Monday, December 21, 2009

Failure to Identify Company on List of Prohibited Competitors Proves Fatal to Non-Compete Claim (Carrier Vibrating Equip. v. Andritz Separation)

Specificity in a non-compete agreement is certainly viewed by courts more favorably than vague, overbroad restrictions. However, it can create enforcement problems.

In Carrier Vibrating Equipment v. Andritz Separation, a district court in Kentucky granted an ex-employee and his new employer summary judgment on competition claims arising out of a narrowly tailored non-compete agreement he signed in 2005. As is sometimes the case, the agreement specifically enumerated a list of competitors for whom the employee could not work following the termination of his employment.

One of the listed competitors sold part of its business to Andritz Separation in 2004, before the employee signed the contract, but Andritz itself was not identified on the "Direct Competitors" list. In reality, it was a competitor; the dispute arose after the employee, Hauptmann, left in April of 2006 and immediately began competing with it on a bid for the sale of industrial machinery. The customer initially chose Carrier Vibrating, but because of Hauptmann's involvement, the customer switched and gave the job - at a price of $6 million - to Andritz.

Carrier Vibrating sued, contending that the list of "Direct Competitors" should be read to include Andritz based on the fact that it purchase a portion of a listed company's business as a compliment to its existing product line, in effect assuming the company's identity. The court found that the agreement was clear, and that evidence outside the contract was barred by the parol evidence rule. The court noted that Carrier Vibrating never sought to amend the list of "Direct Competitors" in the non-compete and that the sale to Andritz took place prior to the time Hauptmann executed his agreement. Because Andritz was not listed in the agreement, Hauptmann was not liable.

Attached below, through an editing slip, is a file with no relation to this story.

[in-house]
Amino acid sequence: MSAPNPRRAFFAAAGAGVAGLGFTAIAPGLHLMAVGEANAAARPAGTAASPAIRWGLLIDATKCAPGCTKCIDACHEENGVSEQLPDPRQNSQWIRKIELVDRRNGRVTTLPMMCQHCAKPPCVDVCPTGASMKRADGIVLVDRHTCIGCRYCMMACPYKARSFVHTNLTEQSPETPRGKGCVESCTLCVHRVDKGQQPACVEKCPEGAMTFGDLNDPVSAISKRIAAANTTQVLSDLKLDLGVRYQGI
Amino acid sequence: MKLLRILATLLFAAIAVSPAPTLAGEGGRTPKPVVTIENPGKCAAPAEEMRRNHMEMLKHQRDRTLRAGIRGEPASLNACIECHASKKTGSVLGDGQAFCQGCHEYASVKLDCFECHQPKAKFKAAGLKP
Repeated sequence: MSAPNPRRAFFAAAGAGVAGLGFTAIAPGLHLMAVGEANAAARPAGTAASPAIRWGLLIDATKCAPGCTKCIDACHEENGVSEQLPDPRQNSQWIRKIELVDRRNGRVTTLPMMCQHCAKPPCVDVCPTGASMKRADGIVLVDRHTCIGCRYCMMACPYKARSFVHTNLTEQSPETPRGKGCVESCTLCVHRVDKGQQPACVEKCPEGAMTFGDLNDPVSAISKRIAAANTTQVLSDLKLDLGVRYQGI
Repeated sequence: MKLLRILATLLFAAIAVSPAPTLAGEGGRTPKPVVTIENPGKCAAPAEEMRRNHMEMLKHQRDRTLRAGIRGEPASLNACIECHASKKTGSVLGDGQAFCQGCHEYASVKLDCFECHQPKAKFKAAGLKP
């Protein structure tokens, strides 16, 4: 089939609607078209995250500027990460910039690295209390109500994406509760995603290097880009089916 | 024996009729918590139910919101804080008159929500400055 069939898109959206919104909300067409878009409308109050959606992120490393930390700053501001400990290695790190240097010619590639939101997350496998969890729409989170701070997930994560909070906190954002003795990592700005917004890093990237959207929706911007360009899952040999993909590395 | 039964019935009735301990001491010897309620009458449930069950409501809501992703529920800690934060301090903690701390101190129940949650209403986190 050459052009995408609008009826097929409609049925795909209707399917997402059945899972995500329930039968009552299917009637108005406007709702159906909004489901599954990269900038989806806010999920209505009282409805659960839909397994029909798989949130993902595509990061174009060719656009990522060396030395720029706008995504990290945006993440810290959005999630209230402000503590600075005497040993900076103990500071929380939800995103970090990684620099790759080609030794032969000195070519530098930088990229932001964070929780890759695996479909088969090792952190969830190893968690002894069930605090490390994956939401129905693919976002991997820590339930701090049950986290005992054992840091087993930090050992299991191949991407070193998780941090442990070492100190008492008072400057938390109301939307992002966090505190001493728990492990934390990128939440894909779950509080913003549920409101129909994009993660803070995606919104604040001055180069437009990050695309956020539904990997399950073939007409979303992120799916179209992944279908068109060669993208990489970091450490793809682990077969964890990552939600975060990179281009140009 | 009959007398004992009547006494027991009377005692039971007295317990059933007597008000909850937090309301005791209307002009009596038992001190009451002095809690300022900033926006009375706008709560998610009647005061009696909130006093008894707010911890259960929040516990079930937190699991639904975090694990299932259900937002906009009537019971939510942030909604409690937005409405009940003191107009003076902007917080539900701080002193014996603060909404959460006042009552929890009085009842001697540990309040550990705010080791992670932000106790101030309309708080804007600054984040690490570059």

Attorneys representing employers walk a fine line between making an agreement too broad (and potentially unenforceable) and too specific (subject to circumvention). The practice the employer used in this case, drafting a "Direct Competitors" list, is a smart one - provided there is some contractual mechanism allowing for additions to the list and provided the employer is diligent about identifying its true competitors at the time the agreement is signed.


Court: United States District Court for the Western District of Kentucky
Opinion Date: 12/17/09
Cite: Carrier Vibrating Equipment, Inc. v. Andritz Separation, Inc., 2009 U.S. Dist. LEXIS 117600 (W.D. Ky. Dec. 17, 2009)
Favors: Employee
Law: Kentucky

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